Scott Hanselman

Hanselminutes Podcast 103 - Quetzal Bradley on Testing after Unit Tests and the Myth of Code Coverage

March 08, 2008 Comment on this post [3] Posted in Podcast
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oopsMy one-hundred-and-third podcast is up. On the recommendation of Chris Sells, I gave Quetzal (ket-zal) Bradley a call to talk about Code Coverage. Quetzal is a Developer in the Connected Systems Division and has some interesting ideas on testing after unit testing and code coverage. Think 100% Code Coverage is enough?

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About Scott

Scott Hanselman is a former professor, former Chief Architect in finance, now speaker, consultant, father, diabetic, and Microsoft employee. He is a failed stand-up comic, a cornrower, and a book author.

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March 13, 2008 0:10
This episode is too funny...just so crazy and out there. I love the fact that you seek out interesting people from very different backgrounds/cultures, that's why I keep listening to your show(I am not a .NET guy). And what Bradley said about time travel was like directly from the movie Deja Vu, I wonder if he helped out with the script?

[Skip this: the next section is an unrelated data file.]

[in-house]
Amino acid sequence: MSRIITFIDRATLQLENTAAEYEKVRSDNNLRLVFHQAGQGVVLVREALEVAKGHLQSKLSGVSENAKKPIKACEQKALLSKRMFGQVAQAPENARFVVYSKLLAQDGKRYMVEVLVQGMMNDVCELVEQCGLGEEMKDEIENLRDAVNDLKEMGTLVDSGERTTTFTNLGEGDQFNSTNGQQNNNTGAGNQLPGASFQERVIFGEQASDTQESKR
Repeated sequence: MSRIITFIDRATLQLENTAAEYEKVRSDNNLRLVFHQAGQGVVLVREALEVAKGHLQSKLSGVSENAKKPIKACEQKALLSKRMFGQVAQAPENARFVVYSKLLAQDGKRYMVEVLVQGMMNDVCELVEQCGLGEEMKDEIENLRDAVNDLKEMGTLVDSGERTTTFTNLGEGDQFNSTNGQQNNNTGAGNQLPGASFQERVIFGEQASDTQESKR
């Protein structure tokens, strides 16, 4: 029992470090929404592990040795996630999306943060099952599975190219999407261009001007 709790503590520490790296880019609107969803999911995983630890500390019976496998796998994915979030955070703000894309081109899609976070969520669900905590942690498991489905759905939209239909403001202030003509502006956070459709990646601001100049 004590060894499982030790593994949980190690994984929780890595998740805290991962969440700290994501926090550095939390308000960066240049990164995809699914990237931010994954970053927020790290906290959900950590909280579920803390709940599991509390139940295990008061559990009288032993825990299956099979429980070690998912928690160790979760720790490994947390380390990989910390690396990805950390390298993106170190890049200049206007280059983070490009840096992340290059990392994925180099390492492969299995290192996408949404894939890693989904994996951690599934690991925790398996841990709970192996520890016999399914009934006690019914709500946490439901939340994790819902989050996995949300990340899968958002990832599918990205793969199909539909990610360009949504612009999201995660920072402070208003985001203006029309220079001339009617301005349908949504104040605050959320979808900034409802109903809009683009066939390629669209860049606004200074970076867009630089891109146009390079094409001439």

April 01, 2008 0:41
I know this is unfashionable, and maybe just plain wrong.... but personally I have an aversion to debug assertions. Some reasons I don't like them:

Why use them instead of exceptions?
If using them for performance improvement for the release build, then I'd challenge first of all whether this isn't just a form of premature optimization - and I'd guess usually with no data to prove that this exception code would actually have anything other than a trivial performance impact.

Next, a question... why would you wish an assertion *not* be thrown in the release build? Of course exception code would still be present in the release build, but assertions aren't. Since an assertion should only check for conditions which indicate an unexpected condition, given performance isn't an issue, why wouldn't you want the system to fail-fast once the system is known to be in an unexpected state? (As Rumsfeld would put it ... 'We have a known unknown!')